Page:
If you've ever turned soil with a back-breaking pitch fork and a shovel, then you'll certainly appreciate the convenience of a powered rototiller. Rototillers take the guesswork out of soil preparation, both in speed and in the consistency of the soil. Many companies make rototillers in varying sizes and types for small home gardeners to the large commercial farmer.
C.W. Kelsey of the Troy-Bilt is credited with inventing the first American-made rototiller in 1937, according to Troy-Bilt. The first American rear-line rototiller was modeled after the German Earth Grinder model. This hefty machine had a 4.5-horsepower output, but it weighed 400 pounds. Later models and types of rototillers from Troy-Bilt and other companies increased the power of the rototiller while decreasing the overall weight of the machine.
There are two main categories of rototillers to choose from--rear-line and front-line tillers. Rear-line tillers are manufactured for medium-sized gardens to large agricultural fields. These tillers pack a lot of power, but are surprisingly easy to manage because the tines spin backward, instead of forward.
Front-line tillers are designed for small- to medium-sized gardens. These machines typically pack a much lower horsepower output than the larger rear-line tillers. Some models have as little as 1 horsepower. Front-line tillers are useful for reaching into small areas, small gardens and for working around tight spaces within existing plantings. Front-line tillers are not only available in the standard gas fuel models, but are also available as electric models.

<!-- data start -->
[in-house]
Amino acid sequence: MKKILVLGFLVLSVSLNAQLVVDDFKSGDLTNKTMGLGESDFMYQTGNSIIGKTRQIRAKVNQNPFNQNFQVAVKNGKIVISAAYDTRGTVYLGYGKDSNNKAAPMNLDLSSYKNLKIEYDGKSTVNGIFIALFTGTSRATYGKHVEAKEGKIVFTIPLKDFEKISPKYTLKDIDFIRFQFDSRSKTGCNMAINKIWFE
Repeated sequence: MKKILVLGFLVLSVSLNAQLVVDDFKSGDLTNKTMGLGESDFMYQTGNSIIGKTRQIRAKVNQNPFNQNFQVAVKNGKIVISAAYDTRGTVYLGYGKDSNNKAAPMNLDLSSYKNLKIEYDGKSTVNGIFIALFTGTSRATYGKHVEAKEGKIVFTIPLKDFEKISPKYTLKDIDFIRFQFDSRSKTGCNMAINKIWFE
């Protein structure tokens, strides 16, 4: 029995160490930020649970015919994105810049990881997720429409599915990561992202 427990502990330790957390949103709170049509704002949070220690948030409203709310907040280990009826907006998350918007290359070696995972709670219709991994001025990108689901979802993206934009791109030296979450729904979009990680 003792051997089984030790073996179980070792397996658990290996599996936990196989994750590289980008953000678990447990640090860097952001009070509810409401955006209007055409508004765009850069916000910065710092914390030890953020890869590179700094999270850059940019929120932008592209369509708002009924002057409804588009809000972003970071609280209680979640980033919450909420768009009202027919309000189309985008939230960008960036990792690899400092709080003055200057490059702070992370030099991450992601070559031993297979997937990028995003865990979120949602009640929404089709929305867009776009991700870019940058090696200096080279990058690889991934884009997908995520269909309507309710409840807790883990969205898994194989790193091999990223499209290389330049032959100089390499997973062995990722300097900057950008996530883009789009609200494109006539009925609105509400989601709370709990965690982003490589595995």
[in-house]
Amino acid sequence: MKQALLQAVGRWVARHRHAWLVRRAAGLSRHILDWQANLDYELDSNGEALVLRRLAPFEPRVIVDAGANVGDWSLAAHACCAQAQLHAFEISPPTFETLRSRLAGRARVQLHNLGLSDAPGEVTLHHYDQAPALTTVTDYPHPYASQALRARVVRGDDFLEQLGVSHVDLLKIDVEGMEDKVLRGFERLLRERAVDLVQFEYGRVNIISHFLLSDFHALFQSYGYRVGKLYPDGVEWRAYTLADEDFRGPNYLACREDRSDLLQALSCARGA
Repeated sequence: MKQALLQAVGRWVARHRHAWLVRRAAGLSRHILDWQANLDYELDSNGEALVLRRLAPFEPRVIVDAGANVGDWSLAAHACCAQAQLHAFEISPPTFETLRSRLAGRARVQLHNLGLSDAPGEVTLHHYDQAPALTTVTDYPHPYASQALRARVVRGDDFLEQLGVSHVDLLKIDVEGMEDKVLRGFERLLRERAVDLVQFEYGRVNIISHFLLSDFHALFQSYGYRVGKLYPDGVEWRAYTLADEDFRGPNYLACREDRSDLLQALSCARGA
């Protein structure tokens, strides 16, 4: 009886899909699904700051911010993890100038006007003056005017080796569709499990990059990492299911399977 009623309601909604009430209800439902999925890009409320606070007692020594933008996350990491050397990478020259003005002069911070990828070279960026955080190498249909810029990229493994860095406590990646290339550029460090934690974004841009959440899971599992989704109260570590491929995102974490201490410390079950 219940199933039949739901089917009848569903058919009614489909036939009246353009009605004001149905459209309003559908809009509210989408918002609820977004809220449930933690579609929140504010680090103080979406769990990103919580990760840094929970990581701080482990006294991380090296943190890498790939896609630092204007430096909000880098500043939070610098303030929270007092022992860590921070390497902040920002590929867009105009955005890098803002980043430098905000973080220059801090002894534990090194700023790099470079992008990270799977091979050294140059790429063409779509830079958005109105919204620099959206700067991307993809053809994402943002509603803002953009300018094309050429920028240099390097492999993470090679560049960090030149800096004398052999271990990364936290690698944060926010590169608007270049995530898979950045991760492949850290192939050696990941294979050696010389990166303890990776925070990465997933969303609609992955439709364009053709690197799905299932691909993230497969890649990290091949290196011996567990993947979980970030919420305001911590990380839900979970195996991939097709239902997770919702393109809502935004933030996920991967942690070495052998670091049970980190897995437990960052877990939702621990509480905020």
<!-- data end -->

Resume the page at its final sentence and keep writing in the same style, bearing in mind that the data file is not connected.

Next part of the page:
Follow the manufacturer's operating instructions for safety. Do not wear loose clothing that can get caught in the machine during operation. Wear safety goggles and a face mask, if necessary, while operating the rototiller. Wear work boots or sneakers to completely cover your feet while operating your rototiller.
How to Use
Read the manufacturer's instructions and warnings before using your rototiller. Add gasoline to your tiller. Set the blades to a shallow level and then work your way down to a deeper depth after the first or second pass. Use it in straight lines and go slow to pay attention to any obstacles in the way--underground rocks or large roots--and to protect yourself from injury. Once the job is complete, hose off the blades and let dry before storing.
It is a good idea to use a rototiller in the fall after the leaves have fallen to prepare your soil for the spring. Rototilling at this time of the year is a good way to recycle yard debris into on-site compost--mix it into the dirt and let it compost in the soil throughout the winter.
Mow over fallen leaves in your yard and then rake or blow the chopped leaves into your vegetable or flower bed. Add weed-free grass clippings to the mix as well. Turn over the soil with the rototiller and then see how rich your soil will be next spring.